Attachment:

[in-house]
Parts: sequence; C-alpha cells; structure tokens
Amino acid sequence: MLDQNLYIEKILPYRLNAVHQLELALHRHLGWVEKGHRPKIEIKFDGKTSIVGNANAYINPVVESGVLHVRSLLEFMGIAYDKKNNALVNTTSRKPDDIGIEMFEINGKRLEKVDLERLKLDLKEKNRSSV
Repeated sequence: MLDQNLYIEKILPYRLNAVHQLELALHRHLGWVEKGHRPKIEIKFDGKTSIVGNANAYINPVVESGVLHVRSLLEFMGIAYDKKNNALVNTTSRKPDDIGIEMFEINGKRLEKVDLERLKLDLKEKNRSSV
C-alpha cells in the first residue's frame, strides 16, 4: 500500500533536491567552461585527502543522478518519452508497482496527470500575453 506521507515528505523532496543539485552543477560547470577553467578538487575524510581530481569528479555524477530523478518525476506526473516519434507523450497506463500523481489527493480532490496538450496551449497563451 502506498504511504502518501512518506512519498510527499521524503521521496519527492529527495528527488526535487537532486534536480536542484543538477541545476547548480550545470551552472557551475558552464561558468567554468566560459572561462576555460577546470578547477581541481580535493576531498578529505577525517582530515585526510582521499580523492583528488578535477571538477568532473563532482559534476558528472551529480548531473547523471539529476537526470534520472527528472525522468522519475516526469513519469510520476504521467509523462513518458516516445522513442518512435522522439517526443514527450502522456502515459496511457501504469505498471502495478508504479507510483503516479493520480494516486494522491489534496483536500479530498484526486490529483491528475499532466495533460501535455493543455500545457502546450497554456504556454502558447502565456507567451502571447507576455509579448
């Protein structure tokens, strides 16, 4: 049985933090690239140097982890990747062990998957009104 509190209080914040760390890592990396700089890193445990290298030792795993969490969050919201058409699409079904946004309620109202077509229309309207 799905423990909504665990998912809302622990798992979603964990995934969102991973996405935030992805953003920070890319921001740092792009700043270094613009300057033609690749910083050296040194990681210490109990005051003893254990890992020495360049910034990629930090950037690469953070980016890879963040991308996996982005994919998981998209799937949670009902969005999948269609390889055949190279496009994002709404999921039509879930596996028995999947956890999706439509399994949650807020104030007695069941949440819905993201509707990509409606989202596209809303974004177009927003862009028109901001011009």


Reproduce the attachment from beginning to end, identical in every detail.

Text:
[in-house]
Parts: sequence; C-alpha cells; structure tokens
Amino acid sequence: MLDQNLYIEKILPYRLNAVHQLELALHRHLGWVEKGHRPKIEIKFDGKTSIVGNANAYINPVVESGVLHVRSLLEFMGIAYDKKNNALVNTTSRKPDDIGIEMFEINGKRLEKVDLERLKLDLKEKNRSSV
Repeated sequence: MLDQNLYIEKILPYRLNAVHQLELALHRHLGWVEKGHRPKIEIKFDGKTSIVGNANAYINPVVESGVLHVRSLLEFMGIAYDKKNNALVNTTSRKPDDIGIEMFEINGKRLEKVDLERLKLDLKEKNRSSV
C-alpha cells in the first residue's frame, strides 16, 4: 500500500533536491567552461585527502543522478518519452508497482496527470500575453 506521507515528505523532496543539485552543477560547470577553467578538487575524510581530481569528479555524477530523478518525476506526473516519434507523450497506463500523481489527493480532490496538450496551449497563451 502506498504511504502518501512518506512519498510527499521524503521521496519527492529527495528527488526535487537532486534536480536542484543538477541545476547548480550545470551552472557551475558552464561558468567554468566560459572561462576555460577546470578547477581541481580535493576531498578529505577525517582530515585526510582521499580523492583528488578535477571538477568532473563532482559534476558528472551529480548531473547523471539529476537526470534520472527528472525522468522519475516526469513519469510520476504521467509523462513518458516516445522513442518512435522522439517526443514527450502522456502515459496511457501504469505498471502495478508504479507510483503516479493520480494516486494522491489534496483536500479530498484526486490529483491528475499532466495533460501535455493543455500545457502546450497554456504556454502558447502565456507567451502571447507576455509579448
């Protein structure tokens, strides 16, 4: 049985933090690239140097982890990747062990998957009104 509190209080914040760390890592990396700089890193445990290298030792795993969490969050919201058409699409079904946004309620109202077509229309309207 799905423990909504665990998912809302622990798992979603964990995934969102991973996405935030992805953003920070890319921001740092792009700043270094613009300057033609690749910083050296040194990681210490109990005051003893254990890992020495360049910034990629930090950037690469953070980016890879963040991308996996982005994919998981998209799937949670009902969005999948269609390889055949190279496009994002709404999921039509879930596996028995999947956890999706439509399994949650807020104030007695069941949440819905993201509707990509409606989202596209809303974004177009927003862009028109901001011009």